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Image of Attic Red-Figure Kylix (Drinking Cup) Fragment with Warrior

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Bookmark: http://triarte.brynmawr.edu/objects-1/info/157378



Wider circle of
Nikosthenes
Greek (active ca. 550 BCE - 510 BCE) Primary



Attic Red-Figure Kylix (Drinking Cup) Fragment with Warrior

Late Archaic
Around 500 BCE
Clay

3 3/8 x 3 15/16 x 3 1/2 in. (8.6 x 10 x 8.9 cm)

Bryn Mawr College
Accession Number: P.187
Other Number(s): 22 (Joseph Clark Hoppin's "Warren" Purchase List Number)
Geography: Europe, Greece, Attica
Classification: Containers and Vessels; Vessels; Kylikes
Culture/Nationality: Attic
Findspot: Rome

A hoplite, inscribed no pais [kalo], kneels in ambush, spear ready by his side. This image illustrates well the protection afforded by a hoplite's large circular shield, crested bronze helmet, and greaves covering the shins.

Keywords Click a term to view the records with the same keyword
This object has the following keywords:
  • Attic - Style and culture of the region of Attica. For culture particular to the capital of Attica, Athens, use "Athenian."
  • cups - Open bowl-shaped vessels, used chiefly for drinking, often having one handle, but sometimes two handles or none, generally on a low foot-ring; also includes similar bowl-shaped vessels, generally without handles, resting on a stem and supported by a spreading foot. Occasionally made with a lid.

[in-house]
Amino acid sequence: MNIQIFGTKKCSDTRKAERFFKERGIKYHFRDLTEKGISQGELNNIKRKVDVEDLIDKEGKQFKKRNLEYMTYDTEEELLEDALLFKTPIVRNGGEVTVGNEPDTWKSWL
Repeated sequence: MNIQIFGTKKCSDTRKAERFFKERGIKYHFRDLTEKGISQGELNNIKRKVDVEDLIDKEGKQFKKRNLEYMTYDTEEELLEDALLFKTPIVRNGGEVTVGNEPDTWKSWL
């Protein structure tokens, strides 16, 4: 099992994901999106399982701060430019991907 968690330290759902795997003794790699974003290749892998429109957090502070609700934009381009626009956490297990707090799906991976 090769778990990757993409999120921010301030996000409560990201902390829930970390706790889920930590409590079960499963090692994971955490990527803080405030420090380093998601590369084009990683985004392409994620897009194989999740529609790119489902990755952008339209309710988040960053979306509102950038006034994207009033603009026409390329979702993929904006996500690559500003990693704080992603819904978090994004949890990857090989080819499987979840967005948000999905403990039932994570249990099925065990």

• inscriptions - Words, texts, lettering, or symbols marked on a work, including texts, legends, documentation notes, or commemoration. For standardized symbols or notations on objects that convey official information, use "marks (symbols)."
  • kalos inscriptions - Ancient Greek vase inscriptions that take the form of "so-and-so [is] kalos," kalos meaning handsome or beautiful, with an erotic connotation. Some such inscriptions are found on walls as well. The inscriptions are thought to indicate male homosexual love or a cult of celebrity, associated with pederastic courtships that were customary in ancient Greece; they probably reflect the emotions of the patron of the vessel rather than those of the vase painter. The names are usually those of teenage artistocratic Athenians. Those that can be associated with known historical figures have played a significant role in establishing the chronology of Attic vase painting, for they were presumably written when the named person was young. Kale inscriptions for women also exist but they are outnumbered by kalos inscriptions more than twenty to one; the women who are praised in these inscriptions were probably courtesans. The majority of kalos inscriptions are on vases produced between 550 and 450 BCE.
  • kylikes - Ancient Greek drinking vessels in the form of a broad, shallow bowl set on a high foot or pedestal with two upcurving handles.
  • kylikes type C - A type of kylix resembling type B in its general proportions but with a discontinuous contour. The lip is often offset from the bowl and there is a fillet (raised ring of clay) between the stem and foot.